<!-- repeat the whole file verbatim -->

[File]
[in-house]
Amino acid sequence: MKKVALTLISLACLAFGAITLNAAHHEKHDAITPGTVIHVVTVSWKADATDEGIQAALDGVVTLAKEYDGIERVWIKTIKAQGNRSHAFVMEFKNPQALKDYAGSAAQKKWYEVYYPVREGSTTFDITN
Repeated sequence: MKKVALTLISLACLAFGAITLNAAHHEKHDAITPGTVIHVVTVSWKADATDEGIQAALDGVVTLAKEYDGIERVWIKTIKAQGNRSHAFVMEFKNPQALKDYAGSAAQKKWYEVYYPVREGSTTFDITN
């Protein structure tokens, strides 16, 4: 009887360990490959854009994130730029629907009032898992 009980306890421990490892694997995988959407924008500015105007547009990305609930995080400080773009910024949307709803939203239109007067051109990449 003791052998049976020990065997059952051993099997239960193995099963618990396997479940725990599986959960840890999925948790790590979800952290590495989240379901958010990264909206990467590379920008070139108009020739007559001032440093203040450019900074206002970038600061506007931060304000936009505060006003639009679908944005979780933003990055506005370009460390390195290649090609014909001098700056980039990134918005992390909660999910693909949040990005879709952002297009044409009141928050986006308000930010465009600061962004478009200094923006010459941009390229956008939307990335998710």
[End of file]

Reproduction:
[in-house]
Amino acid sequence: MKKVALTLISLACLAFGAITLNAAHHEKHDAITPGTVIHVVTVSWKADATDEGIQAALDGVVTLAKEYDGIERVWIKTIKAQGNRSHAFVMEFKNPQALKDYAGSAAQKKWYEVYYPVREGSTTFDITN
Repeated sequence: MKKVALTLISLACLAFGAITLNAAHHEKHDAITPGTVIHVVTVSWKADATDEGIQAALDGVVTLAKEYDGIERVWIKTIKAQGNRSHAFVMEFKNPQALKDYAGSAAQKKWYEVYYPVREGSTTFDITN
């Protein structure tokens, strides 16, 4: 009887360990490959854009994130730029629907009032898992 009980306890421990490892694997995988959407924008500015105007547009990305609930995080400080773009910024949307709803939203239109007067051109990449 003791052998049976020990065997059952051993099997239960193995099963618990396997479940725990599986959960840890999925948790790590979800952290590495989240379901958010990264909206990467590379920008070139108009020739007559001032440093203040450019900074206002970038600061506007931060304000936009505060006003639009679908944005979780933003990055506005370009460390390195290649090609014909001098700056980039990134918005992390909660999910693909949040990005879709952002297009044409009141928050986006308000930010465009600061962004478009200094923006010459941009390229956008939307990335998710």